A touch of class at Toast of the Town

It’s hard to exaggerate the classiness of the Toast of the Town parties.

For more than 30 years, St. David’s Foundation has staged a batch of these small social gatherings, mostly in private homes. This spring, 20 or so.

Greg and Carmel Fenves at Toast of the Town for St. David’s Foundation.

The hosts pick up the tab for the food and drinks. So all the money goes directly to the St. David’s Neal Kocurek Scholarships for students in the health science fields. The foundation triples the earnings, so the $500,000 raised so far this spring will produce $1.5 million for the students.

To date, 340 scholarships in the range of $7,500 a year — for a recipient’s entire undergrad and professional education — have gone out.

As you probably know, the Foundation, which recently moved its HQ to a quiet, modern building on Nueces Street, gives out something like $75 million year to area health initiatives, taken from the net of its profit/nonprofit medical centers.

Yes, that’s $75 million.

As always at the Toast parties, Foundation captain Earl Maxwell cheerfully re-introduces the concept behind the mentoring and money that go with the scholarships. Then one of the recipients talks.

This year, it was UT biochemistry major Jack Chang, speaking up at the lip of the Old Enfield pool of Kent Ferguson, owner of HealthCare Facilities Development Corp, and his Plainview-reared wife, Melissa Ferguson. Their Tudor Revival mansion dates back to the 1920s, but it was updated and expanded by previous residents, the family of tech leader Mike Maples, Sr.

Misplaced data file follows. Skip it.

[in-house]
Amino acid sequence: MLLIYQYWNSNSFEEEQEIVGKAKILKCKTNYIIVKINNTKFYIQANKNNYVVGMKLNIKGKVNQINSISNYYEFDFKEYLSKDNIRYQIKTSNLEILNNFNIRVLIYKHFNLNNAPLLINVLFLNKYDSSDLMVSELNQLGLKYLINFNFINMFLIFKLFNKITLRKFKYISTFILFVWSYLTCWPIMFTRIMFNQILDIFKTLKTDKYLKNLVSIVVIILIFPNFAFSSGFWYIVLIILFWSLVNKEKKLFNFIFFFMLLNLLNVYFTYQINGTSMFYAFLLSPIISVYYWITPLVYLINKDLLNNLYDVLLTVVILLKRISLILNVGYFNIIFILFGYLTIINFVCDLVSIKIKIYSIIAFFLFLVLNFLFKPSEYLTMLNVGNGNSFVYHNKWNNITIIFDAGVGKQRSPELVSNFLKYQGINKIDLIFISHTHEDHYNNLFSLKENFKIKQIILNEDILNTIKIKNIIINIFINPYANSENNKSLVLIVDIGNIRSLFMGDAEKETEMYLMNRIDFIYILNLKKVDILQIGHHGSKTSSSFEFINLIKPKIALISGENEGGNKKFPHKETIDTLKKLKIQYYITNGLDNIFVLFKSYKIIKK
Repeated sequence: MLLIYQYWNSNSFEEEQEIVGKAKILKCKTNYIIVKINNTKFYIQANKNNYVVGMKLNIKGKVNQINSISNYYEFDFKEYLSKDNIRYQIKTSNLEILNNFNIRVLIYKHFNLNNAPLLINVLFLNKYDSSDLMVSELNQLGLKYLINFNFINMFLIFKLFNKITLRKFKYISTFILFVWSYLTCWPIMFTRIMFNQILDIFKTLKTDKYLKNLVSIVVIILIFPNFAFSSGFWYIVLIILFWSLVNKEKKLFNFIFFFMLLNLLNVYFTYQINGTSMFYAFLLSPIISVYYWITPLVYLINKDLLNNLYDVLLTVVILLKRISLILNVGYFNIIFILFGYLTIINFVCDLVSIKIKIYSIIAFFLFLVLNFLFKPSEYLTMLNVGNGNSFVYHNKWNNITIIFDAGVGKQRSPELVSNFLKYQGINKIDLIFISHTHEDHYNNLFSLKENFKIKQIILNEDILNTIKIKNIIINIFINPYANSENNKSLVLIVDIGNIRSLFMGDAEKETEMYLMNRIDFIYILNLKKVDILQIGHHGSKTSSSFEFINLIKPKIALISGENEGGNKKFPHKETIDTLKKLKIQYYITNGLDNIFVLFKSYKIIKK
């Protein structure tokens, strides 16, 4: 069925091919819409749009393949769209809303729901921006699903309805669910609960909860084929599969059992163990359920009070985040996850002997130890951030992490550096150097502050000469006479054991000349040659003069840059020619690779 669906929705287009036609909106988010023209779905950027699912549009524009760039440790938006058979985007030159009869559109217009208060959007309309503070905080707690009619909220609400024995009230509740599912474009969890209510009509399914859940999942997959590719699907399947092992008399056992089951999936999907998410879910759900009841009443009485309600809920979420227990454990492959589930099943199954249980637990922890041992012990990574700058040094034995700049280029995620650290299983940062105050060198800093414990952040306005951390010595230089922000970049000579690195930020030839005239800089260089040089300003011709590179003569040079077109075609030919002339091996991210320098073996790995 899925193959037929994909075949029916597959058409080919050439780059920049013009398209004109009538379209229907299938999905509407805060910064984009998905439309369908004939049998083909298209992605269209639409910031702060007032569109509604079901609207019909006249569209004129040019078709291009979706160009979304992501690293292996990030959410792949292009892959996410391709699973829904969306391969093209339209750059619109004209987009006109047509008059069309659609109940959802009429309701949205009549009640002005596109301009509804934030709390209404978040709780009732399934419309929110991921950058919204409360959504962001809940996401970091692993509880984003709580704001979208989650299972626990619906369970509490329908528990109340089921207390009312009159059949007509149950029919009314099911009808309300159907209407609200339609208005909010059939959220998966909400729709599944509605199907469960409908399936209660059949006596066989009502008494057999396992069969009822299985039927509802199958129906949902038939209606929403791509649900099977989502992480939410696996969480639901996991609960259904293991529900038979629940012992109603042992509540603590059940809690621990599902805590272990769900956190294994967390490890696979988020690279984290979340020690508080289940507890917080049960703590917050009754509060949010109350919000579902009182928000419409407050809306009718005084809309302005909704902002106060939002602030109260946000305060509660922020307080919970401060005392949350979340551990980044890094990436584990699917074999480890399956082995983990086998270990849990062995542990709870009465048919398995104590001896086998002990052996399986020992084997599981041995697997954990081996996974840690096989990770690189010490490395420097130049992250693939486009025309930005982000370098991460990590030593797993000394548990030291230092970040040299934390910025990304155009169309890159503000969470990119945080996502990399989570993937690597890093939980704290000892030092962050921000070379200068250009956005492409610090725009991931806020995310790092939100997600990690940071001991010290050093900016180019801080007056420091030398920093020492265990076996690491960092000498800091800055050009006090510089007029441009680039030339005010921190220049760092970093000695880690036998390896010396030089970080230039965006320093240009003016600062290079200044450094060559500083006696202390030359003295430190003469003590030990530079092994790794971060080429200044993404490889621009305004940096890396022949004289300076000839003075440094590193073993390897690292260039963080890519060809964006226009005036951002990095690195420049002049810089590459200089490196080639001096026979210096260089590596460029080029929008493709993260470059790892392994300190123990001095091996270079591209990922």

The big draw this evening, after light dinner on the lawn, was UT president Greg Fenves, who gave a shortened version of his State of the University address. He lingered especially on the charges from a certain state figure that — what one publication recently called No 1 public university in the country — saddles its students with too much debt.

“Half our students graduate with no debt,” Fenves says. “The other half with an average of $23,000. And they almost universally say their education was well worth it. They get jobs. They go into the world prepared.”

One special treat for me: Sitting next to UT Athletic Director Chris Plonsky, one of the sharpest cookies on campus. She’s seen a lot since her arrival in 1982. And so, we had a lot to discuss …

What? You were expecting state secrets? That’s another column.


Author and athlete Tim Green pumps up BookSpring fans

Theater training helps. Days after winning an $11,000 Philanthropitch grant with theatrical flairEmily Ball Cicchini turned BookSpring‘s annual Storybook Heroes Luncheon into quite the efficient and effective show.

Kay Gooch and Tim Green at Storybook Heroes Luncheon for BookSpring.

Among those amplifying the nonprofit group’s efforts to give books to needy kids was rock star librarian Kay Gooch, previously profiled in these pages. One volunteer, Mindy Reed Gomillion, and one business, Keller Williams Realty International, walked away with the Storybook Hero laurels.

It was author and athlete Tim Green, however, who hit an inspirational “Home Run,” coincidently the title of his latest hit from HarperCollins Publishers.

After a career in the NFL and as a lawyer, Green pursued another childhood fantasy by becoming a writer. He’s put out more than 30 books for adults and youths. Green also speaks to schoolchildren 100 times a year, first about sports, then about reading.

He encourages 60 minutes of physical activity and 20 minutes of unrestricted reading a day. Green calls reading “mental weightlifting” and credits the practice with fostering kindness through empathy. He also recommended “Wonder” by R.J. Palacio.

If Green can’t sell you on the fundamental value of reading at an early age, nobody can.

Cicchini thinks big: She wants to provide 20 books each for al 75,000 needy kids in Central Texas.

Update: In a previous version of this post, Kay Gooch’s name was misspelled in the caption.